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Scaffolding an Agile Learning Experience

150 years of content in five weeks? Yeah, no problem. The students were in charge.

In a lightning-speed brainstorm with the founder of L-EAF, Jeff Burstein, the way unit planning was typically done flipped on its side.

Instead of spending weeks meticulously planning every movement and learning path in the classroom, I developed one big idea.

8th-grade students that had been unknowingly employing SCRUM all year to backward design and execute their project-based learning units were now in sole control of the classroom.

Each student group picked a topic from history to become an expert in. They did heavy research, sharpening their skills to dig deep into their time period and dig out the must-know facts, people and connections. They had to prioritize the information and break it into meaningful chunks that were engaging and age-appropriate for middle school kids in a hybrid classroom. Finally, they needed to prototype and build for the grand unveiling of an American History Museum in 5 weeks.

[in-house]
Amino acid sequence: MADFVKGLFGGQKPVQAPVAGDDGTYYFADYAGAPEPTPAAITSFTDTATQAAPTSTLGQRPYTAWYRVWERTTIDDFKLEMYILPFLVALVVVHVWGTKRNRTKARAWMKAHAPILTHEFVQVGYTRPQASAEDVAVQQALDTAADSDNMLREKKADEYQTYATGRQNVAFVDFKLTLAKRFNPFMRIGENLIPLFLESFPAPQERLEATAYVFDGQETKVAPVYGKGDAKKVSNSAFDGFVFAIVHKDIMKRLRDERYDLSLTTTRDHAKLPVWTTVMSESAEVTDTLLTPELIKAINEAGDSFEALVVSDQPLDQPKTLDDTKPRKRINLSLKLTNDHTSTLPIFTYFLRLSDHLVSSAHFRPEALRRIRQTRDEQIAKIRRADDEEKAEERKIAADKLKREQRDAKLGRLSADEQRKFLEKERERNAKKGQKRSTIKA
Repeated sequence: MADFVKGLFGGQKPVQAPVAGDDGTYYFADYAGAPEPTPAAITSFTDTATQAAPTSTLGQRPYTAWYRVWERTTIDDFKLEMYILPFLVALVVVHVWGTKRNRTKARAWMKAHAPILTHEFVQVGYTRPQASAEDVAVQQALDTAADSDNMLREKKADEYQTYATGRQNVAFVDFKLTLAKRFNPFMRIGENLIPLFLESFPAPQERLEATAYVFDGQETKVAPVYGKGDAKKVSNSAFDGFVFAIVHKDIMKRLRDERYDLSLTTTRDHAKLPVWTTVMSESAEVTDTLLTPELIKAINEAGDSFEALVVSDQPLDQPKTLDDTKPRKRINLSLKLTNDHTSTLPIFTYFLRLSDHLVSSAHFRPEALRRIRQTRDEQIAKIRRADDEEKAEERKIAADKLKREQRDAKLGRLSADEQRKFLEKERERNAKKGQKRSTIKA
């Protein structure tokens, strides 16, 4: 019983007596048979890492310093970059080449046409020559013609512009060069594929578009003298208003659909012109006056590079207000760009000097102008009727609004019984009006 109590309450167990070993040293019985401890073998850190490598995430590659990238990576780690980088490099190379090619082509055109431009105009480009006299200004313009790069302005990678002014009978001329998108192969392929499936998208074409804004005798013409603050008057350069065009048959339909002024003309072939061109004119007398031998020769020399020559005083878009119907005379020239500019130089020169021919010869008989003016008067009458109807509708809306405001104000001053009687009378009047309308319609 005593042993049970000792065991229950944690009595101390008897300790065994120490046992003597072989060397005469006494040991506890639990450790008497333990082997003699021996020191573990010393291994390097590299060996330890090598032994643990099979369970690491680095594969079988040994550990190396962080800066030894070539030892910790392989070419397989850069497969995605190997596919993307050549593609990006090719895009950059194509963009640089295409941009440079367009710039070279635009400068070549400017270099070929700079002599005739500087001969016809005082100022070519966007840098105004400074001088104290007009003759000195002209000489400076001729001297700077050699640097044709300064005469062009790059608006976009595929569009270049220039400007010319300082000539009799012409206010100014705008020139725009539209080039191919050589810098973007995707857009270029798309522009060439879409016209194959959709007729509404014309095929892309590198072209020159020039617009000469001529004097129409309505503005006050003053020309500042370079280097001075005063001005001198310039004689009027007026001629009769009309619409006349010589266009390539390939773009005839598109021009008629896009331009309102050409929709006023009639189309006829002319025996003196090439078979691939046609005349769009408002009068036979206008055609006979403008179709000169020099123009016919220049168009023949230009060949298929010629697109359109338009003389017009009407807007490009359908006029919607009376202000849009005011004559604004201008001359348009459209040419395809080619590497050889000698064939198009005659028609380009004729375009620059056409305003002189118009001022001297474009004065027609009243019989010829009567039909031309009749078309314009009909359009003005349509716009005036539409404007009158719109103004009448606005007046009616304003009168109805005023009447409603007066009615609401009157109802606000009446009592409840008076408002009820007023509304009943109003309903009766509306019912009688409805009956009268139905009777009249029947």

Piece of cake...

Self-Organizing Groups

The difference with this project was that students were creatively in charge. I did not make nice balanced groups, choose the time periods, create rubrics, or give any creative directions. Instead, my role was of a student guide. I will meet with small groups to keep track of their momentum. Checked their kanban boards where they organized and designed their project. In past projects, students have had control, but I always designed the rubric. I have picked a broad type of product and the students have had the freedom to choose how they will fulfill my requirements. In this project, the students had full creative control. I stepped back from my role as leader to guide.

Students self-selected their groups. No frustrating social decisions from me. They were able to choose to work with any other students in the grade, whether in their class period or not. They were able to have this freedom because we were introducing a new classroom tool to help them have greater transparency and collaboration. The Kanban board from would serve as a giant visual radiator of information. The students needed to learn how to navigate the new tool, but it opened up endless possibilities for them to have greater control of their LearningFLOW.